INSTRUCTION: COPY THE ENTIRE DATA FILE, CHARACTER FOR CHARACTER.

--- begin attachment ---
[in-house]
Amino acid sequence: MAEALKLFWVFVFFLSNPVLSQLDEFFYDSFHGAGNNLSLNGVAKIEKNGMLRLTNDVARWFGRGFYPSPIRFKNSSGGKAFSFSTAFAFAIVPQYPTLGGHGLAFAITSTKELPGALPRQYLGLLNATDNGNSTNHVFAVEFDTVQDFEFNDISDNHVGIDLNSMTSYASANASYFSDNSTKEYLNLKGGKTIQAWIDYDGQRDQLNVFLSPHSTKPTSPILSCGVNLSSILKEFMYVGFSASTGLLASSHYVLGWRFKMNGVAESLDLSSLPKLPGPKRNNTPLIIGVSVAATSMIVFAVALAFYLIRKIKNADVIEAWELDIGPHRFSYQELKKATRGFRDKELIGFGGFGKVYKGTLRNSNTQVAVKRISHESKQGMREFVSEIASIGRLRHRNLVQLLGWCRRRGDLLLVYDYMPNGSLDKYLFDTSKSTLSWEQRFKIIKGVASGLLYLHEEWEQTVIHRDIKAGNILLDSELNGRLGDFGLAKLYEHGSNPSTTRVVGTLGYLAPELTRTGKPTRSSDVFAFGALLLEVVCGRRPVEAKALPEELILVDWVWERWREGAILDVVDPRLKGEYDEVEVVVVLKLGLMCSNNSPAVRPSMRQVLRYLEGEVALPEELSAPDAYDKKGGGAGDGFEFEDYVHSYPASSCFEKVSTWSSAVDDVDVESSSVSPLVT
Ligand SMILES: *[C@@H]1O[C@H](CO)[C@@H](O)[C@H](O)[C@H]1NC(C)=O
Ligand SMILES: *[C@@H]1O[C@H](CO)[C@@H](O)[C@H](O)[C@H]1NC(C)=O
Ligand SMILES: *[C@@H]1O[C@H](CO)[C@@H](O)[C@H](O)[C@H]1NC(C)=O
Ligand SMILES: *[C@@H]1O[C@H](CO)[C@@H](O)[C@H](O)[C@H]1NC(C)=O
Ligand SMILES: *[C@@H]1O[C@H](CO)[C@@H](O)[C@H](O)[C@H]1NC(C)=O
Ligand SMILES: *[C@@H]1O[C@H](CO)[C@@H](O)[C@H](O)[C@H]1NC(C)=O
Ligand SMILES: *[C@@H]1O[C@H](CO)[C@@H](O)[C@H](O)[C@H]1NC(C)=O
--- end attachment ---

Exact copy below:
[in-house]
Amino acid sequence: MAEALKLFWVFVFFLSNPVLSQLDEFFYDSFHGAGNNLSLNGVAKIEKNGMLRLTNDVARWFGRGFYPSPIRFKNSSGGKAFSFSTAFAFAIVPQYPTLGGHGLAFAITSTKELPGALPRQYLGLLNATDNGNSTNHVFAVEFDTVQDFEFNDISDNHVGIDLNSMTSYASANASYFSDNSTKEYLNLKGGKTIQAWIDYDGQRDQLNVFLSPHSTKPTSPILSCGVNLSSILKEFMYVGFSASTGLLASSHYVLGWRFKMNGVAESLDLSSLPKLPGPKRNNTPLIIGVSVAATSMIVFAVALAFYLIRKIKNADVIEAWELDIGPHRFSYQELKKATRGFRDKELIGFGGFGKVYKGTLRNSNTQVAVKRISHESKQGMREFVSEIASIGRLRHRNLVQLLGWCRRRGDLLLVYDYMPNGSLDKYLFDTSKSTLSWEQRFKIIKGVASGLLYLHEEWEQTVIHRDIKAGNILLDSELNGRLGDFGLAKLYEHGSNPSTTRVVGTLGYLAPELTRTGKPTRSSDVFAFGALLLEVVCGRRPVEAKALPEELILVDWVWERWREGAILDVVDPRLKGEYDEVEVVVVLKLGLMCSNNSPAVRPSMRQVLRYLEGEVALPEELSAPDAYDKKGGGAGDGFEFEDYVHSYPASSCFEKVSTWSSAVDDVDVESSSVSPLVT
Ligand SMILES: *[C@@H]1O[C@H](CO)[C@@H](O)[C@H](O)[C@H]1NC(C)=O
Ligand SMILES: *[C@@H]1O[C@H](CO)[C@@H](O)[C@H](O)[C@H]1NC(C)=O
Ligand SMILES: *[C@@H]1O[C@H](CO)[C@@H](O)[C@H](O)[C@H]1NC(C)=O
Ligand SMILES: *[C@@H]1O[C@H](CO)[C@@H](O)[C@H](O)[C@H]1NC(C)=O
Ligand SMILES: *[C@@H]1O[C@H](CO)[C@@H](O)[C@H](O)[C@H]1NC(C)=O
Ligand SMILES: *[C@@H]1O[C@H](CO)[C@@H](O)[C@H](O)[C@H]1NC(C)=O
Ligand SMILES: *[C@@H]1O[C@H](CO)[C@@H](O)[C@H](O)[C@H]1NC(C)=O